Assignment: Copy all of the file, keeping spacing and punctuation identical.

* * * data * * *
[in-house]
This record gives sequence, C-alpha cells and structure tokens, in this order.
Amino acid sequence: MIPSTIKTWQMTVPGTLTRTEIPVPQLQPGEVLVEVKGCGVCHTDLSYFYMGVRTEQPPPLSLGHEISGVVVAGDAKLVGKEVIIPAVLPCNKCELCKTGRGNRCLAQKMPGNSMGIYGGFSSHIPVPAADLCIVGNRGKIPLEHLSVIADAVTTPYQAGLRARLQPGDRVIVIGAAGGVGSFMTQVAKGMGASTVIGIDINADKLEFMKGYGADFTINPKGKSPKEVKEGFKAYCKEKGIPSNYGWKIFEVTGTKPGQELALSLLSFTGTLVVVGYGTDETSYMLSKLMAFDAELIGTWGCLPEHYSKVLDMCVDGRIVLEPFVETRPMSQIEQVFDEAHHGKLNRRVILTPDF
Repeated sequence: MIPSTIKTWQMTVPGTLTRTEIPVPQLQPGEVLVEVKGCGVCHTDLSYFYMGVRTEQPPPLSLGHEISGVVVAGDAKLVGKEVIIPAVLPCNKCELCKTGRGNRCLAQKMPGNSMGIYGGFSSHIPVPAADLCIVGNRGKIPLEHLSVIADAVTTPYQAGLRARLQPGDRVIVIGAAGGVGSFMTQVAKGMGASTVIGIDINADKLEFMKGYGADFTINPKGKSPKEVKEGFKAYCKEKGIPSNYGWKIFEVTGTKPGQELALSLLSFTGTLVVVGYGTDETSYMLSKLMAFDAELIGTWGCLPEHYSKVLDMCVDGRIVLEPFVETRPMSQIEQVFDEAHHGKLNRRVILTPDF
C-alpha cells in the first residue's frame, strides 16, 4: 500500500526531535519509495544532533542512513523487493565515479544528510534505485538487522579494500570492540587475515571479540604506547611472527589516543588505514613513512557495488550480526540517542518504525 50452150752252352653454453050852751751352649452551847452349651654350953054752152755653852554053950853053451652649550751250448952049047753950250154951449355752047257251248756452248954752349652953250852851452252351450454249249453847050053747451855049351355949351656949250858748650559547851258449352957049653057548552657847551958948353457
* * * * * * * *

[in-house]
This record gives sequence, C-alpha cells and structure tokens, in this order.
Amino acid sequence: MIPSTIKTWQMTVPGTLTRTEIPVPQLQPGEVLVEVKGCGVCHTDLSYFYMGVRTEQPPPLSLGHEISGVVVAGDAKLVGKEVIIPAVLPCNKCELCKTGRGNRCLAQKMPGNSMGIYGGFSSHIPVPAADLCIVGNRGKIPLEHLSVIADAVTTPYQAGLRARLQPGDRVIVIGAAGGVGSFMTQVAKGMGASTVIGIDINADKLEFMKGYGADFTINPKGKSPKEVKEGFKAYCKEKGIPSNYGWKIFEVTGTKPGQELALSLLSFTGTLVVVGYGTDETSYMLSKLMAFDAELIGTWGCLPEHYSKVLDMCVDGRIVLEPFVETRPMSQIEQVFDEAHHGKLNRRVILTPDF
Repeated sequence: MIPSTIKTWQMTVPGTLTRTEIPVPQLQPGEVLVEVKGCGVCHTDLSYFYMGVRTEQPPPLSLGHEISGVVVAGDAKLVGKEVIIPAVLPCNKCELCKTGRGNRCLAQKMPGNSMGIYGGFSSHIPVPAADLCIVGNRGKIPLEHLSVIADAVTTPYQAGLRARLQPGDRVIVIGAAGGVGSFMTQVAKGMGASTVIGIDINADKLEFMKGYGADFTINPKGKSPKEVKEGFKAYCKEKGIPSNYGWKIFEVTGTKPGQELALSLLSFTGTLVVVGYGTDETSYMLSKLMAFDAELIGTWGCLPEHYSKVLDMCVDGRIVLEPFVETRPMSQIEQVFDEAHHGKLNRRVILTPDF
C-alpha cells in the first residue's frame, strides 16, 4: 500500500526531535519509495544532533542512513523487493565515479544528510534505485538487522579494500570492540587475515571479540604506547611472527589516543588505514613513512557495488550480526540517542518504525 50452150752252352653454453050852751751352649452551847452349651654350953054752152755653852554053950853053451652649550751250448952049047753950250154951449355752047257251248756452248954752349652953250852851452252351450454249249453847050053747451855049351355949351656949250858748650559547851258449352957049653057548552657847551958948353457